October 22, 2020 — Fr. Stan Swamy, SJ, was expecting his arrest. Over the summer, he was interrogated multiple times by India’s National Investigation Agency (NIA), and his home was raided. “I’m not a silent spectator,” he said in a video recorded on October 6. “I’m part of the game and ready to pay the price whatever be it.”
Two days later, Fr. Swamy was arrested by the NIA for alleged involvement with “Maoist rebels and terrorists.” He denies these allegations. Fr. Swamy is one of 16 human rights activists arrested on similar charges in recent months.
At 83 years old, Fr. Swamy has spent the last 50 years ministering to India’s poorest and marginalized communities. He lives and works at a Jesuit social action center in the west of India, among the Adivasi Indigenous peoples. Fr. Swamy has documented the systemic erosion of Adivasi land rights by the Indian government. He argues that the Indian government has abused its power by falsely imprisoning thousands of Adivasi activists. Many believe this outspoken dissent is the real reason for Fr. Swamy’s arrest.
According to a statement from the Social Justice and Ecology Secretariat (SJES) for the Society of Jesus, Fr. Swamy is committed to peaceful dissent. “He always dared to speak truth to power and expose the large-scale abuse of power using anti-terror and sedition laws and land grabbing without due process of consultation as required,” says SJES secretary Fr. Xavier Jeyaraj, SJ.
Across the globe, Jesuit communities are demanding the release of Fr. Swamy and his colleagues through the Jesuit Conference of South Asia’s #StandwithStan Campaign. Nearly 60,000 people have signed a petition calling for the immediate release of the 16 detainees.
In a letter to the Canadian Minister of Foreign Affairs, Jesuit Provincial Fr. Erik Oland, SJ, said: “Canada aspires to be a leader in the promotion and advancement of human rights in the international stage. We cannot espouse these principles and values as a nation and do nothing in this case.”
Jesuit Conference President Fr. Tim Kesicki, SJ, urged U.S. Secretary of State Mike Pompeo to “ask the Indian Government to ensure his immediate release, and ask it to refrain from arbitrary arrests of innocent citizens.”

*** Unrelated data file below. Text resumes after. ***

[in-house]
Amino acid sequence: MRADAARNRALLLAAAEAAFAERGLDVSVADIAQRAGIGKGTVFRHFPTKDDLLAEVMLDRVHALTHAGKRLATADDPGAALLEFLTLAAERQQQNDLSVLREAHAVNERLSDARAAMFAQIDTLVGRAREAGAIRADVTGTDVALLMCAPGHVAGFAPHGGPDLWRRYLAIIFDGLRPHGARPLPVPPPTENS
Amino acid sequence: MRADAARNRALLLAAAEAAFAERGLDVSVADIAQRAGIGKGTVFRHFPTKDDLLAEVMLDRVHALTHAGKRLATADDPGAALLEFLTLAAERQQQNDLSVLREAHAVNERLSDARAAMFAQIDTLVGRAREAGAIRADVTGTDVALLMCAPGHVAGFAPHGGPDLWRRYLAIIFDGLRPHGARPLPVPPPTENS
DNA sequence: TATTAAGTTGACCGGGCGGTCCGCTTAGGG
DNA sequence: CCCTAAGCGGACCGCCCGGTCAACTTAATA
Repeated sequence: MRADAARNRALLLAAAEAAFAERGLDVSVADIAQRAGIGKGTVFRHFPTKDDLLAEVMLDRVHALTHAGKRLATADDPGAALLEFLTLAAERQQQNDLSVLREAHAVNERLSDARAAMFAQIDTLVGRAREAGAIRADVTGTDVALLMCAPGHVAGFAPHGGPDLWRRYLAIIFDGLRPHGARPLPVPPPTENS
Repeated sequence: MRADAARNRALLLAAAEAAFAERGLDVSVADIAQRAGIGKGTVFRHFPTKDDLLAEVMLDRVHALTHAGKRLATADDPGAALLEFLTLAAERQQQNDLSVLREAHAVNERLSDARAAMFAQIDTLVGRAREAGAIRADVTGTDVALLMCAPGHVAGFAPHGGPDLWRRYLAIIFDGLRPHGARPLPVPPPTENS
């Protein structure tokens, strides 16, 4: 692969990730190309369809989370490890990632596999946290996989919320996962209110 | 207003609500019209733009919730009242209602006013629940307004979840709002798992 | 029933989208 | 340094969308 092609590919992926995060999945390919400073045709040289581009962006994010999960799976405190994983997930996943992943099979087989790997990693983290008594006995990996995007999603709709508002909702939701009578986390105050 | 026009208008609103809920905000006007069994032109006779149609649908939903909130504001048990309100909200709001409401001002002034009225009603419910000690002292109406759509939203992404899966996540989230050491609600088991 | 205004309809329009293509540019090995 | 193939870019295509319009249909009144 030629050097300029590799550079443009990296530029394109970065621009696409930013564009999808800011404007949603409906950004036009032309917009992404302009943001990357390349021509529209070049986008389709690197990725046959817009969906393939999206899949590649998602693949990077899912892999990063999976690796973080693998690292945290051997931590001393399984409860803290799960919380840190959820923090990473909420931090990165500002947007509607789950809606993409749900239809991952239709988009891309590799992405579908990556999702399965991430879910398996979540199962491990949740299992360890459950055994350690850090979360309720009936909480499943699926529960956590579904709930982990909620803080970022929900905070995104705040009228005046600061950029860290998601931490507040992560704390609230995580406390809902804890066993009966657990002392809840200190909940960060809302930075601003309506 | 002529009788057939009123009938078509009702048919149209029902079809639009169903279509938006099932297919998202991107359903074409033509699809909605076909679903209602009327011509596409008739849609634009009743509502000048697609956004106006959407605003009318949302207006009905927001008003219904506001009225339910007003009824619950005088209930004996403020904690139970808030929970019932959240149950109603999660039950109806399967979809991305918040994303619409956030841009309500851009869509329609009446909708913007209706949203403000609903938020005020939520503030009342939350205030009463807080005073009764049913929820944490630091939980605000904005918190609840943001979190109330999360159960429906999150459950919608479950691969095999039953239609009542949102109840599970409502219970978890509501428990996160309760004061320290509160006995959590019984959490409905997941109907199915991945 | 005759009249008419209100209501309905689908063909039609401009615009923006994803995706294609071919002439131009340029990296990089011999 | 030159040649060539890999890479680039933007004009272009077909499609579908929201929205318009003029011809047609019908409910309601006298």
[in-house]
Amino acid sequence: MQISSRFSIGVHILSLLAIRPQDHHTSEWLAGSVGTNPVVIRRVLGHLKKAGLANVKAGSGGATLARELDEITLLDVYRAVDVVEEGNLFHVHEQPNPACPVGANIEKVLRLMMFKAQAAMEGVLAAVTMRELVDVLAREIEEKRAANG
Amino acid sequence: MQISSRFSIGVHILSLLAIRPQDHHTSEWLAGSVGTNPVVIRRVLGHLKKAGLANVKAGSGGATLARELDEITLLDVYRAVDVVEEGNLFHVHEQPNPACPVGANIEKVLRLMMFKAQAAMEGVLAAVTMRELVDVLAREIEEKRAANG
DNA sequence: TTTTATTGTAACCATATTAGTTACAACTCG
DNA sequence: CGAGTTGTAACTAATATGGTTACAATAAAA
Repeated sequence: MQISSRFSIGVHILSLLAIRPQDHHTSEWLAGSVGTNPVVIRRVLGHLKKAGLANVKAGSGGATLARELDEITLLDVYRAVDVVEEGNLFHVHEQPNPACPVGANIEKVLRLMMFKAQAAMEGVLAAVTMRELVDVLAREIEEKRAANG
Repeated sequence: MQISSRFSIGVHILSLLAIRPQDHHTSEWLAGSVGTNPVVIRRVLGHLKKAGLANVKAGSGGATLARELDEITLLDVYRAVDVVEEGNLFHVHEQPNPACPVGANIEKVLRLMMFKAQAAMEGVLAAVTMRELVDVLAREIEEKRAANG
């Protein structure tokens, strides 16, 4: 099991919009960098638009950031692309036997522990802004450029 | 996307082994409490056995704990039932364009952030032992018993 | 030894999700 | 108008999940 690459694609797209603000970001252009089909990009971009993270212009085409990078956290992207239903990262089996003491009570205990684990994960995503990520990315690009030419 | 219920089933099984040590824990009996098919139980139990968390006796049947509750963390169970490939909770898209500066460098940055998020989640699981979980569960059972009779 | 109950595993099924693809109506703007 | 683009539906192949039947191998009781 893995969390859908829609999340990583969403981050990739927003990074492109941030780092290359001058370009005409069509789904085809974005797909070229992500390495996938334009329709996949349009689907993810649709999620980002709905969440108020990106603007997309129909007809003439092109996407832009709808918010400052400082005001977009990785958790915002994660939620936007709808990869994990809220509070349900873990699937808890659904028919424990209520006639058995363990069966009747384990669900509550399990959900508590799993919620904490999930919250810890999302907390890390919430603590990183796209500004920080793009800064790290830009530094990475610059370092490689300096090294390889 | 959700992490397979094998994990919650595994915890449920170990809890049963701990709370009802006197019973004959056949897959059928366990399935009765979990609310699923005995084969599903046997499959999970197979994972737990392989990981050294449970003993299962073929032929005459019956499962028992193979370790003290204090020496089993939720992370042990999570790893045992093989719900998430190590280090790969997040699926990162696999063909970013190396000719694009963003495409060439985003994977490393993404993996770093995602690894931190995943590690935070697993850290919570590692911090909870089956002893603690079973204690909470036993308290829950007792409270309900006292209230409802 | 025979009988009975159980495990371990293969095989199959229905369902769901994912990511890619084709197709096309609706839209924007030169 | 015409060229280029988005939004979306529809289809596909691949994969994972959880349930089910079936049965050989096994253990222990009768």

Fr. Swamy’s case is part of a larger crackdown on human rights advocacy across India, according to the UN High Commissioner for Human Rights, Michelle Bachelet. “I am concerned that vaguely defined laws are increasingly being used to stifle these voices,” and “to deter or punish NGOs for human rights reporting and advocacy that the authorities perceive as critical in nature,” she said in a statement released on October 20.
NIA officials say Fr. Swamy will not be released until after November 23 — even as concerns mount over his health. Fr. Swamy suffers from Parkinson’s disease, making him especially vulnerable to COVID-19, which has spiked across India in recent weeks.
In a letter to fellow Jesuits, Fr. Swamy described bleak conditions. He shares a 13×8 cell with two other people who must help him drink water, eat his meals, wash his clothes, and massage his stiff joints as Parkinson’s has limited his mobility. He is allotted four minutes every 10 days to speak with people outside the prison. His colleagues worry about Fr. Swamy’s condition, but they cannot file a motion for bail until the Court returns from holiday on November 23.
Still, Fr. Swamy remains positive. “Despite all odds, humanity is bubbling in Taloja prison,” he wrote.
“What is happening to me is not something unique happening to me alone,” Fr. Swamy said in his final video testimony. “It is a broader process that is taking place all over the country. We are all aware how prominent intellectuals, lawyers, writers, poets, activists, students, leaders, they are all put into jail because they have expressed their dissent or raised questions about the ruling powers of India. We are part of the process. In a way I am happy to be part of this process.”
This story first appeared in www.Jesuits.org on Oct 22, 2020 here.